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The Clwyd-Powys Archaeological Trust News - old stories

Penycloddiau hillfort invaded!

Fearsome warriors! On the 25th and 26th September, CPAT took part in the 6th Denbighshire Walking Festival. With two days of activities with children from eight local primary schools, it was extremely hectic but lots of fun! Abi and Sophie were stationed at Nannerch village hall helping the children make helmets (left). This was one of five crafty activities, the others being face/arm painting, making clay tiles, making brooches and watching a demonstration of Iron Age weaving by a professional reenactor. As an organisation, we are now well-used to conducting outreach events. During National Archaeology Week, for example, while we might see up to 100 children throughout the day, an individual child might sit with us for 30-40 minutes colouring in and making various items. However, as this event was more structured around travel and lunch times, at the village hall we had only 15-20 minutes with each group of up to 14 children! By the end of the first day, we had figured out the best way to use our limited time, so the second day was a lot more relaxed and enjoyable.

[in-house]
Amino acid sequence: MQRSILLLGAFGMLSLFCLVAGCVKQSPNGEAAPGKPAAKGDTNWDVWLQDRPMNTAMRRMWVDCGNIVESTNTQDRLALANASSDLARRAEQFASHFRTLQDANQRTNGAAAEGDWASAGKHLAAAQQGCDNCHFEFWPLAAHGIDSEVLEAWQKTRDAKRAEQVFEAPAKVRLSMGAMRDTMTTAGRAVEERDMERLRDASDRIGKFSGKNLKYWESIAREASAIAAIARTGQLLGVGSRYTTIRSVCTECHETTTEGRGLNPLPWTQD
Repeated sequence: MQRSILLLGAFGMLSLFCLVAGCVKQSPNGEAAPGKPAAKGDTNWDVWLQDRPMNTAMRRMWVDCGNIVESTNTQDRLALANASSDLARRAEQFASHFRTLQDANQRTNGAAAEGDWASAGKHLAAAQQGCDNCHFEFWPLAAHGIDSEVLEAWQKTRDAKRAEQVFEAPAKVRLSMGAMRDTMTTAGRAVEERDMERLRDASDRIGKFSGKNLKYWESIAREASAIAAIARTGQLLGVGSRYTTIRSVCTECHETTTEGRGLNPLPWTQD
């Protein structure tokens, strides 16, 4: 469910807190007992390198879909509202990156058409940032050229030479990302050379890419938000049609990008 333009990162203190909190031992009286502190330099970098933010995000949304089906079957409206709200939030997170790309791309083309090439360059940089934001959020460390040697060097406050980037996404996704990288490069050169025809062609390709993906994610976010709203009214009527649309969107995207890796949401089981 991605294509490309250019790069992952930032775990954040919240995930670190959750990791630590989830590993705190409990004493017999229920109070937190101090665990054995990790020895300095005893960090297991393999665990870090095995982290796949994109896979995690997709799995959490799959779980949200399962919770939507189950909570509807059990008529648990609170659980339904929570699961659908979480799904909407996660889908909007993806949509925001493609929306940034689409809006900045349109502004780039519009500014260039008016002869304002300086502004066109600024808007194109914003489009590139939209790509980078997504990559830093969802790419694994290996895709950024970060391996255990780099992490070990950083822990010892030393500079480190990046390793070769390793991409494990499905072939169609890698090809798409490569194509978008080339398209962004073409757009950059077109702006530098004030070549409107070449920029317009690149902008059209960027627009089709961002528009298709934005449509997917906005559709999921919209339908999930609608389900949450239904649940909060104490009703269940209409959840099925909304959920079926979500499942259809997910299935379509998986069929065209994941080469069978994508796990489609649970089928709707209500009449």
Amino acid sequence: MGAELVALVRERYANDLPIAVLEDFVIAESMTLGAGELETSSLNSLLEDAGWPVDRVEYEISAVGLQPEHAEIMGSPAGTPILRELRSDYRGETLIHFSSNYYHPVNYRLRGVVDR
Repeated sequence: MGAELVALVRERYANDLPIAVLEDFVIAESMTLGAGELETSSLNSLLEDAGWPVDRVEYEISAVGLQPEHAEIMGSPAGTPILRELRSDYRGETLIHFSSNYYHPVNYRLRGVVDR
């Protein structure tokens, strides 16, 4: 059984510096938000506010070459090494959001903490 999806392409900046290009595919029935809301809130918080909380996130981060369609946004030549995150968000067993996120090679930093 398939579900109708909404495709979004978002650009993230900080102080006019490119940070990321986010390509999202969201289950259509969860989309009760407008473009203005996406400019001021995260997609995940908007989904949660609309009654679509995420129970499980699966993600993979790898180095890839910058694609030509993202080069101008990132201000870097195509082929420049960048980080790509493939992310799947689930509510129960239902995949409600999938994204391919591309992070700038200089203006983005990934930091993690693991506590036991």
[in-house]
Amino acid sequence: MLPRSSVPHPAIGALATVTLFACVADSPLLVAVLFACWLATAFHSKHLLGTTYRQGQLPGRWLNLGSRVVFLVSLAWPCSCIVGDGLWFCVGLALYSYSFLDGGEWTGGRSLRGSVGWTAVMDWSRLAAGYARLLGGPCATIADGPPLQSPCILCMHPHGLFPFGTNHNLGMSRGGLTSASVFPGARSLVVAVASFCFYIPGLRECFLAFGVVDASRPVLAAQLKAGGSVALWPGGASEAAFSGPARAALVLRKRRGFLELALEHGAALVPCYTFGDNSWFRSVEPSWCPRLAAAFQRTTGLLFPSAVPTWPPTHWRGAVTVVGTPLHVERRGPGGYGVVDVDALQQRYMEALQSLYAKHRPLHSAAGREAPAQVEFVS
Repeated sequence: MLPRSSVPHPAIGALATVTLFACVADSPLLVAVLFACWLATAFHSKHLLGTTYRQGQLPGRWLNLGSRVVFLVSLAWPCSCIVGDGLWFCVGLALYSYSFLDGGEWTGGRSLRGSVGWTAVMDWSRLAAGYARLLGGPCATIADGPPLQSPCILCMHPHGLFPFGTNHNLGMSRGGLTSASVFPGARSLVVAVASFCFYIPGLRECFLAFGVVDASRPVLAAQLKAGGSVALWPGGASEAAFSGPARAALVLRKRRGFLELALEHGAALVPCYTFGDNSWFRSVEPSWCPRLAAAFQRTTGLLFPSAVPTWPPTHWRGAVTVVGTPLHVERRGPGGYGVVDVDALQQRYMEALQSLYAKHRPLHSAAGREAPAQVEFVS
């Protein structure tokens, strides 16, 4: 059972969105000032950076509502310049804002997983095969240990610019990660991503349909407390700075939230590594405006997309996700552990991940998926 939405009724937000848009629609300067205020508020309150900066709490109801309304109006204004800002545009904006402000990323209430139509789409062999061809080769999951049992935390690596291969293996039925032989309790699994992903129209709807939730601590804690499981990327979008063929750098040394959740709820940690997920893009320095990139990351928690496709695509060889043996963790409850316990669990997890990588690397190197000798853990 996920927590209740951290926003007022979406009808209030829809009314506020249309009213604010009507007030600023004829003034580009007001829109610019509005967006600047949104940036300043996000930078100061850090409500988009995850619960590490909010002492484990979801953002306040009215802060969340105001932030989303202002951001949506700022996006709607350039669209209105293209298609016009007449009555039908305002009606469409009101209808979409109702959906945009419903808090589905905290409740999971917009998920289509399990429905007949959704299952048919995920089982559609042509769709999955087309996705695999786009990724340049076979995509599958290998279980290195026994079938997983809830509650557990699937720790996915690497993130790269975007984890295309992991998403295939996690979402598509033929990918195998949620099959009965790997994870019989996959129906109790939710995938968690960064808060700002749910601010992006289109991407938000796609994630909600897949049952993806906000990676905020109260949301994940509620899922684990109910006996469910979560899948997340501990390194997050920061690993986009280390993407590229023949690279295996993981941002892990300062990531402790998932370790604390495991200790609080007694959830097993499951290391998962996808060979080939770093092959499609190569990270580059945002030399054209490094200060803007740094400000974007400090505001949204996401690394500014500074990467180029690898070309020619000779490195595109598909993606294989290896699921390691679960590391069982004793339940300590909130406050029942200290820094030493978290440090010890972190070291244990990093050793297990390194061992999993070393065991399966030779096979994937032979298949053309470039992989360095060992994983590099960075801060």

Jeff and his captive audience - note the array of impressive helmets!

Jeff and David were stationed at the main carpark at the base of Penycloddiau hillfort giving talks (with props!) on what archaeologists do, what equipment they use and what kind of artefacts they find beneath the soil. The children (and teachers) seemed to find this most interesting and instructive, and Jeff and David found themselves bombarded with questions. After this talk the children went up the hill going back in time, meeting along the way a Victorian gamekeeper, a medieval farmer, Saxon and Dark Age Welsh warriors, and finally, at the top of the hillfort Iron Age 'Celtic' people. Staying in character, each reenactor introduced themselves and explained about their lives on the hill, giving an incredible insight into how landscapes and land use change over hundreds of years. The children, ranging in age from 7 to 11, and all seemed to really enjoy their day, and the feedback was incredibly positive.

Abi McCullough, September 2008

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